July 28th, 2017, 01:38 AM  #1 
Newbie Joined: Jul 2017 From: Iraq Posts: 18 Thanks: 0  Fourier Transform
Hello everyone, am trying to solve this Fourier Trans. problem, here is the original solution >> https://i.imgur.com/eJJ5FLF.png Q/ How did he come up with this result and where is my mistake? All equation are in the above attached picture here is my attempt, part 1>> https://i.imgur.com/DT2tJ0y.jpg part 2>> https://i.imgur.com/jopEoQd.jpg part 3>> https://i.imgur.com/cKXoekT.jpg 
July 28th, 2017, 02:48 AM  #2 
Senior Member Joined: Feb 2016 From: Australia Posts: 1,356 Thanks: 464 Math Focus: Yet to find out. 
You are out by a factor of $\omega$ in the final line, and perhaps consequently, a sign change. I suspect it was introduced in part 2 somewhere.

July 28th, 2017, 03:50 AM  #3  
Newbie Joined: Jul 2017 From: Iraq Posts: 18 Thanks: 0  second attempt Quote:
but also there is a little difference at the final results https://i.imgur.com/jkVdK7z.jpg and here is the original solution https://i.imgur.com/eJJ5FLF.png can you spot where is the mistake ??  
July 28th, 2017, 04:22 AM  #4 
Senior Member Joined: Feb 2016 From: Australia Posts: 1,356 Thanks: 464 Math Focus: Yet to find out. 
What did you do on 'line 5'

July 28th, 2017, 04:29 AM  #5 
Newbie Joined: Jul 2017 From: Iraq Posts: 18 Thanks: 0  No, I just write that word to remember it (not that important). In the previous solution there is (negative sign) which I forgot to include, but now I've included it, and, as you can see, the solution is somehow still different from the original one. Can you explain why? Last edited by skipjack; July 28th, 2017 at 05:50 AM. 
July 28th, 2017, 05:46 AM  #6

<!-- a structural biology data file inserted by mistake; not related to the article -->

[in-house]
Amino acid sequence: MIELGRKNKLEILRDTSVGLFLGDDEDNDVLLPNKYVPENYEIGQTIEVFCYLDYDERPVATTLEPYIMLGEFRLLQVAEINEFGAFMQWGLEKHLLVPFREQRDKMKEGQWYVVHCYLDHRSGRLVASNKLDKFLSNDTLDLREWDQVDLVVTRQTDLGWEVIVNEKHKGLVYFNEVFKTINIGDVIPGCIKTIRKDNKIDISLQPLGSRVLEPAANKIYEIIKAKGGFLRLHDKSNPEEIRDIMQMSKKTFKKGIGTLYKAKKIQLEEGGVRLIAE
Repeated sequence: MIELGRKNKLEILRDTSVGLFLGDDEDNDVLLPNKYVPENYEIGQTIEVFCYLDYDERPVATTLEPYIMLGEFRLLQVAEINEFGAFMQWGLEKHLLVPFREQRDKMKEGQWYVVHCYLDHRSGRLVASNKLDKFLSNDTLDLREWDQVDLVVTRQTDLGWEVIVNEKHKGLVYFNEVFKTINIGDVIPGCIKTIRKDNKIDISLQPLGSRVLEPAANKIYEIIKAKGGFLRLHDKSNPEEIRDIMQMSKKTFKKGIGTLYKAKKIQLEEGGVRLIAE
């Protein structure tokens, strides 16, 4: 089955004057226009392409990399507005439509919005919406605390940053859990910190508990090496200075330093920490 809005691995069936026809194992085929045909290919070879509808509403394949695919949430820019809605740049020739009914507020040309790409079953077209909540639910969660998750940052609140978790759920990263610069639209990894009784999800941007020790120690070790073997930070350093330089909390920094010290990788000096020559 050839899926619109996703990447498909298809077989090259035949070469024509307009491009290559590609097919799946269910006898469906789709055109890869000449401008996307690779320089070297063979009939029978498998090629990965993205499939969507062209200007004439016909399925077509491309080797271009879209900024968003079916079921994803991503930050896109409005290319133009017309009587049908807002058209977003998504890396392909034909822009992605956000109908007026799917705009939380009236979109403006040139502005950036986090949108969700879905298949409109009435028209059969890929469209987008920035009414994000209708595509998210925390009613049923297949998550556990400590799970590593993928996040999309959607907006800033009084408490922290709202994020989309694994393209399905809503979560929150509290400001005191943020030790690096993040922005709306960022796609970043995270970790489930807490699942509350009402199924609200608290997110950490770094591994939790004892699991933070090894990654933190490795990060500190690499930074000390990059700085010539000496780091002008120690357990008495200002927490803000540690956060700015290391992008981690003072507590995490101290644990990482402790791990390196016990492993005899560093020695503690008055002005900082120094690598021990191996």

Global Moderator Joined: Dec 2006 Posts: 18,053 Thanks: 1395 
$\displaystyle \int_0^\pi\! e^{j\omega t}\sin(t)dt = \left[\frac{e^{j\omega t}(\cos(t) + j\omega\sin(t))}{1  \omega^2}\right]_0^\pi = \frac{1 + e^{j\omega\pi}}{1  \omega^2}$. In the "original" solution, $\theta$ should be $t$. 
July 28th, 2017, 06:56 AM  #7  
Newbie Joined: Jul 2017 From: Iraq Posts: 18 Thanks: 0  question Quote:
Can you elaborate more? And is it correct that he reversed the integrals limit in the original solution? Last edited by skipjack; July 28th, 2017 at 06:59 AM.  
July 28th, 2017, 07:08 AM  #8 
Global Moderator Joined: Dec 2006 Posts: 18,053 Thanks: 1395 
For that type of integral, see this article. The limits were swapped to compensate for omitting $j^2$ from the denominators. 
July 28th, 2017, 07:11 AM  #9 
Newbie Joined: Jul 2017 From: Iraq Posts: 18 Thanks: 0 
Thanks indeed for your article link, but can you explain more about the results of the integration?
Last edited by skipjack; July 28th, 2017 at 08:13 AM. 
July 28th, 2017, 08:16 AM  #10 
Global Moderator Joined: Dec 2006 Posts: 18,053 Thanks: 1395 
What specific thing are you referring to?


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